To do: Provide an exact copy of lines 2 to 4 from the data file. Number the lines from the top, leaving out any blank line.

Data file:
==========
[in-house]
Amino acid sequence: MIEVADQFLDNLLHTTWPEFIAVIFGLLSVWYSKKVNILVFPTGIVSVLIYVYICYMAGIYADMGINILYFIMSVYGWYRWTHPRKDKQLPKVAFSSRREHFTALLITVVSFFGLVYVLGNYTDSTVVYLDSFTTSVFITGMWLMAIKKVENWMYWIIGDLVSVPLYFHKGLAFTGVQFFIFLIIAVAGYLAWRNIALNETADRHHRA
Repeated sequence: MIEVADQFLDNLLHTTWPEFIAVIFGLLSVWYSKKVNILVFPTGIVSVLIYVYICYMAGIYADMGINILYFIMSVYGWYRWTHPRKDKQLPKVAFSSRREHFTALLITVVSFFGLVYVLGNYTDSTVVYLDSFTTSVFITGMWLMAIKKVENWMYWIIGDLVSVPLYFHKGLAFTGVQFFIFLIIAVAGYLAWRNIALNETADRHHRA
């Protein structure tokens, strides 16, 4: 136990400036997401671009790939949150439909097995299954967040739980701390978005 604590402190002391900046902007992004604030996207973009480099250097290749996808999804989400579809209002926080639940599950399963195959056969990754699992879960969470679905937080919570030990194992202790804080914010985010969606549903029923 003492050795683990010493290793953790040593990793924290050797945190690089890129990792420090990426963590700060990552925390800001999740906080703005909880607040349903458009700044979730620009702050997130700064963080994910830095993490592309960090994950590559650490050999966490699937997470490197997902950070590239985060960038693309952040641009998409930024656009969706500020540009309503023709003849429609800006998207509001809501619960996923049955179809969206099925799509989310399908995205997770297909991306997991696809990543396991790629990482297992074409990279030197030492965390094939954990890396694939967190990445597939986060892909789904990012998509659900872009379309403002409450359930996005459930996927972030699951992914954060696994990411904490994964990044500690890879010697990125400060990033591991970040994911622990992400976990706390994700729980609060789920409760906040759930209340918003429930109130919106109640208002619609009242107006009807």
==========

Amino acid sequence: MIEVADQFLDNLLHTTWPEFIAVIFGLLSVWYSKKVNILVFPTGIVSVLIYVYICYMAGIYADMGINILYFIMSVYGWYRWTHPRKDKQLPKVAFSSRREHFTALLITVVSFFGLVYVLGNYTDSTVVYLDSFTTSVFITGMWLMAIKKVENWMYWIIGDLVSVPLYFHKGLAFTGVQFFIFLIIAVAGYLAWRNIALNETADRHHRA
Repeated sequence: MIEVADQFLDNLLHTTWPEFIAVIFGLLSVWYSKKVNILVFPTGIVSVLIYVYICYMAGIYADMGINILYFIMSVYGWYRWTHPRKDKQLPKVAFSSRREHFTALLITVVSFFGLVYVLGNYTDSTVVYLDSFTTSVFITGMWLMAIKKVENWMYWIIGDLVSVPLYFHKGLAFTGVQFFIFLIIAVAGYLAWRNIALNETADRHHRA
């Protein structure tokens, strides 16, 4: 136990400036997401671009790939949150439909097995299954967040739980701390978005 604590402190002391900046902007992004604030996207973009480099250097290749996808999804989400579809209002926080639940599950399963195959056969990754699992879960969470679905937080919570030990194992202790804080914010985010969606549903029923 003492050795683990010493290793953790040593990793924290050797945190690089890129990792420090990426963590700060990552925390800001999740906080703005909880607040349903458009700044979730620009702050997130700064963080994910830095993490592309960090994950590559650490050999966490699937997470490197997902950070590239985060960038693309952040641009998409930024656009969706500020540009309503023709003849429609800006998207509001809501619960996923049955179809969206099925799509989310399908995205997770297909991306997991696809990543396991790629990482297992074409990279030197030492965390094939954990890396694939967190990445597939986060892909789904990012998509659900872009379309403002409450359930996005459930996927972030699951992914954060696994990411904490994964990044500690890879010697990125400060990033591991970040994911622990992400976990706390994700729980609060789920409760906040759930209340918003429930109130919106109640208002619609009242107006009807």